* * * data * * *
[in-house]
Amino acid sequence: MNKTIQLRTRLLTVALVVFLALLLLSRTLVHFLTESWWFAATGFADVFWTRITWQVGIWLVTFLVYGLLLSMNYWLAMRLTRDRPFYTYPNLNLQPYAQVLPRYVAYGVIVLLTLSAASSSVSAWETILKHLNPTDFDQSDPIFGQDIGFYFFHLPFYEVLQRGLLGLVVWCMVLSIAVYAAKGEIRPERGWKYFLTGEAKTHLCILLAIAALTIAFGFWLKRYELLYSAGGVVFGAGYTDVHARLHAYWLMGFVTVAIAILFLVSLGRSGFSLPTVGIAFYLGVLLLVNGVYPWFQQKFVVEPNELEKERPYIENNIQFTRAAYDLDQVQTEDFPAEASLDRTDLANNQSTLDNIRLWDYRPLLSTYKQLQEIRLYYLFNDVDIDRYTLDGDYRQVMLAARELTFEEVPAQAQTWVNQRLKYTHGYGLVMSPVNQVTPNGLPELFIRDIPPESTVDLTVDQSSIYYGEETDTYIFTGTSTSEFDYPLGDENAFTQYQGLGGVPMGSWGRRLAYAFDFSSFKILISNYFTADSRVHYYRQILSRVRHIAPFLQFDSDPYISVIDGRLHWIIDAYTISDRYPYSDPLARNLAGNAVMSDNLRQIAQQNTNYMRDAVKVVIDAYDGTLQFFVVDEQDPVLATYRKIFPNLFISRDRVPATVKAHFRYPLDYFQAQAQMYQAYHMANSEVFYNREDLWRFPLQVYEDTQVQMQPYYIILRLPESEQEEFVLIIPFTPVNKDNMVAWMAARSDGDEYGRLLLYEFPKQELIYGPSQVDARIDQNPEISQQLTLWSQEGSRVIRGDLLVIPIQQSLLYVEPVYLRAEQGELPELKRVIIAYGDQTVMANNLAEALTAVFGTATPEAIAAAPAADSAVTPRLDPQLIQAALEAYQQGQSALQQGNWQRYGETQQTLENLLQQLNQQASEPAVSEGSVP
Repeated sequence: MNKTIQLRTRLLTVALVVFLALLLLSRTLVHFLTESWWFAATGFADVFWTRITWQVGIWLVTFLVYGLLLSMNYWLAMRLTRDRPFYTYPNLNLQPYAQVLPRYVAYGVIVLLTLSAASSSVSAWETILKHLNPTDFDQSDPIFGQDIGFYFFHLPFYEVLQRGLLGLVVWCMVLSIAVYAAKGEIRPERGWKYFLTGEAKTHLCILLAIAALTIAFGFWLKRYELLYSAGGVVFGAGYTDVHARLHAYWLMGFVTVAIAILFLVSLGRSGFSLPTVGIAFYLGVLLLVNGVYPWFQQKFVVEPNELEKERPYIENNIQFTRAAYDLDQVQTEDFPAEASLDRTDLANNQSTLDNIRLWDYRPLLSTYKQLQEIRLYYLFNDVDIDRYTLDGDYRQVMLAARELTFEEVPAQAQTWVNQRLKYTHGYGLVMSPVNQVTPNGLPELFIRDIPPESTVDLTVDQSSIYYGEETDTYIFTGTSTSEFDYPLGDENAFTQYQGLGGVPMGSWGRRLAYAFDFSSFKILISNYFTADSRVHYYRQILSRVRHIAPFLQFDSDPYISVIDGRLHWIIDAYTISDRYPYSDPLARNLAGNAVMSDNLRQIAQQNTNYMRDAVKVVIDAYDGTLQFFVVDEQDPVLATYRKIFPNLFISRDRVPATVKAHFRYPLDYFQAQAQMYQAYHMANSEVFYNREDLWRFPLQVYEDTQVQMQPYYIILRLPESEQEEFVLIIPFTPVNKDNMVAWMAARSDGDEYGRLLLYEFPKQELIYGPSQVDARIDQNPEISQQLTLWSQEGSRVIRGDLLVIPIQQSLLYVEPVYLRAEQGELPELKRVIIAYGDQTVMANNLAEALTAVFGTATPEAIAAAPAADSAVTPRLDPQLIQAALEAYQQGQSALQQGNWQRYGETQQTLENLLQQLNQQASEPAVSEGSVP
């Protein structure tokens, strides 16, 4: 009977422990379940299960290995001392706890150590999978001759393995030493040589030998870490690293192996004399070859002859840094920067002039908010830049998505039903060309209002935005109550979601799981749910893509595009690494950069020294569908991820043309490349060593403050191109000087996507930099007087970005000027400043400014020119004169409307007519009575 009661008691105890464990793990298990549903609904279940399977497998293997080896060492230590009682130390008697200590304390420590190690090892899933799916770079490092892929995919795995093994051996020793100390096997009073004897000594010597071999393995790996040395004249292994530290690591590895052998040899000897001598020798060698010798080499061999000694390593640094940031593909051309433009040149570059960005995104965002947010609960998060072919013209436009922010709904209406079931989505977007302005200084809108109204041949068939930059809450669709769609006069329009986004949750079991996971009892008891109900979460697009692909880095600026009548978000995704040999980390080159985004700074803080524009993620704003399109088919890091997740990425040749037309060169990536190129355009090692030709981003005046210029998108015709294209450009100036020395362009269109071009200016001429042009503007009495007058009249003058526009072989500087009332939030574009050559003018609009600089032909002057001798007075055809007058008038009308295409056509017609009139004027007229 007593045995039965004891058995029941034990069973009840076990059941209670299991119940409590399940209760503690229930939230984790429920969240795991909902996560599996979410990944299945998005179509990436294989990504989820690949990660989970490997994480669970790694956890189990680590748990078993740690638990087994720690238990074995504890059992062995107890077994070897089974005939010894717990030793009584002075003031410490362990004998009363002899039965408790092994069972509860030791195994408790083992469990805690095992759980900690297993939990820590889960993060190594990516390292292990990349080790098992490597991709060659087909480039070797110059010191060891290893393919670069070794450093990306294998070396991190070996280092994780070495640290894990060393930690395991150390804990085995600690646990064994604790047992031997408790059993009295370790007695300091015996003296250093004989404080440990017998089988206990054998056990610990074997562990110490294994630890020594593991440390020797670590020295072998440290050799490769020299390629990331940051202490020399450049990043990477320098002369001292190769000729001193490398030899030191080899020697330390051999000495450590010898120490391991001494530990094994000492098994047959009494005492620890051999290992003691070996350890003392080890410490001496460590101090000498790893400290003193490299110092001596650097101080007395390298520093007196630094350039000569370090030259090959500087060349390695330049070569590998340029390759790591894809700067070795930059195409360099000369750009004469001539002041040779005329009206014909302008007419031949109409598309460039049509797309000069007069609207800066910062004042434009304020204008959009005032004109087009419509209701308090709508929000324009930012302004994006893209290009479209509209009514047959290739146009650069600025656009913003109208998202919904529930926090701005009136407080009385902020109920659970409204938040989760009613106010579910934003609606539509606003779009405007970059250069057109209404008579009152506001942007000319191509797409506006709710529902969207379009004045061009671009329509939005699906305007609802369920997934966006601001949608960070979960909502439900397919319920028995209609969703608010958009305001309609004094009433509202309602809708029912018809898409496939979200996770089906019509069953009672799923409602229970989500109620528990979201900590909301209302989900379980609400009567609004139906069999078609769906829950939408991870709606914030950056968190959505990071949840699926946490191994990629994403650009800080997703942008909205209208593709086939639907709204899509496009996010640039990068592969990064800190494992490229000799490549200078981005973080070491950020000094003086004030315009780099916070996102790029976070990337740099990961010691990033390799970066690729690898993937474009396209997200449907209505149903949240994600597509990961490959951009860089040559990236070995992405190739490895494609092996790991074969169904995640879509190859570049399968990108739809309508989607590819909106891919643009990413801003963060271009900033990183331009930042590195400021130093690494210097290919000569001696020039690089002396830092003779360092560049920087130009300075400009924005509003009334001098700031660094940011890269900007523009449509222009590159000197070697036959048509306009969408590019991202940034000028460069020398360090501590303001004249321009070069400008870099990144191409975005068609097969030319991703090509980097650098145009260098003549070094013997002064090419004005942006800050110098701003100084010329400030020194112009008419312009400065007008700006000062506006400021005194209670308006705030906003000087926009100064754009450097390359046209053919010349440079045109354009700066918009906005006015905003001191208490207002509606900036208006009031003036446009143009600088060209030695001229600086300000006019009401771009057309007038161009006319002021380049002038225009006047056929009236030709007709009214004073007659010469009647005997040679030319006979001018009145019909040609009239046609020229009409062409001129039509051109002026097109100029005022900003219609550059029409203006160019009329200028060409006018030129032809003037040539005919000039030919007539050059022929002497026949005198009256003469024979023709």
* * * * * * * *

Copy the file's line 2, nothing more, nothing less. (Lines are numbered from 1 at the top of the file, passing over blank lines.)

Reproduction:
Amino acid sequence: MNKTIQLRTRLLTVALVVFLALLLLSRTLVHFLTESWWFAATGFADVFWTRITWQVGIWLVTFLVYGLLLSMNYWLAMRLTRDRPFYTYPNLNLQPYAQVLPRYVAYGVIVLLTLSAASSSVSAWETILKHLNPTDFDQSDPIFGQDIGFYFFHLPFYEVLQRGLLGLVVWCMVLSIAVYAAKGEIRPERGWKYFLTGEAKTHLCILLAIAALTIAFGFWLKRYELLYSAGGVVFGAGYTDVHARLHAYWLMGFVTVAIAILFLVSLGRSGFSLPTVGIAFYLGVLLLVNGVYPWFQQKFVVEPNELEKERPYIENNIQFTRAAYDLDQVQTEDFPAEASLDRTDLANNQSTLDNIRLWDYRPLLSTYKQLQEIRLYYLFNDVDIDRYTLDGDYRQVMLAARELTFEEVPAQAQTWVNQRLKYTHGYGLVMSPVNQVTPNGLPELFIRDIPPESTVDLTVDQSSIYYGEETDTYIFTGTSTSEFDYPLGDENAFTQYQGLGGVPMGSWGRRLAYAFDFSSFKILISNYFTADSRVHYYRQILSRVRHIAPFLQFDSDPYISVIDGRLHWIIDAYTISDRYPYSDPLARNLAGNAVMSDNLRQIAQQNTNYMRDAVKVVIDAYDGTLQFFVVDEQDPVLATYRKIFPNLFISRDRVPATVKAHFRYPLDYFQAQAQMYQAYHMANSEVFYNREDLWRFPLQVYEDTQVQMQPYYIILRLPESEQEEFVLIIPFTPVNKDNMVAWMAARSDGDEYGRLLLYEFPKQELIYGPSQVDARIDQNPEISQQLTLWSQEGSRVIRGDLLVIPIQQSLLYVEPVYLRAEQGELPELKRVIIAYGDQTVMANNLAEALTAVFGTATPEAIAAAPAADSAVTPRLDPQLIQAALEAYQQGQSALQQGNWQRYGETQQTLENLLQQLNQQASEPAVSEGSVP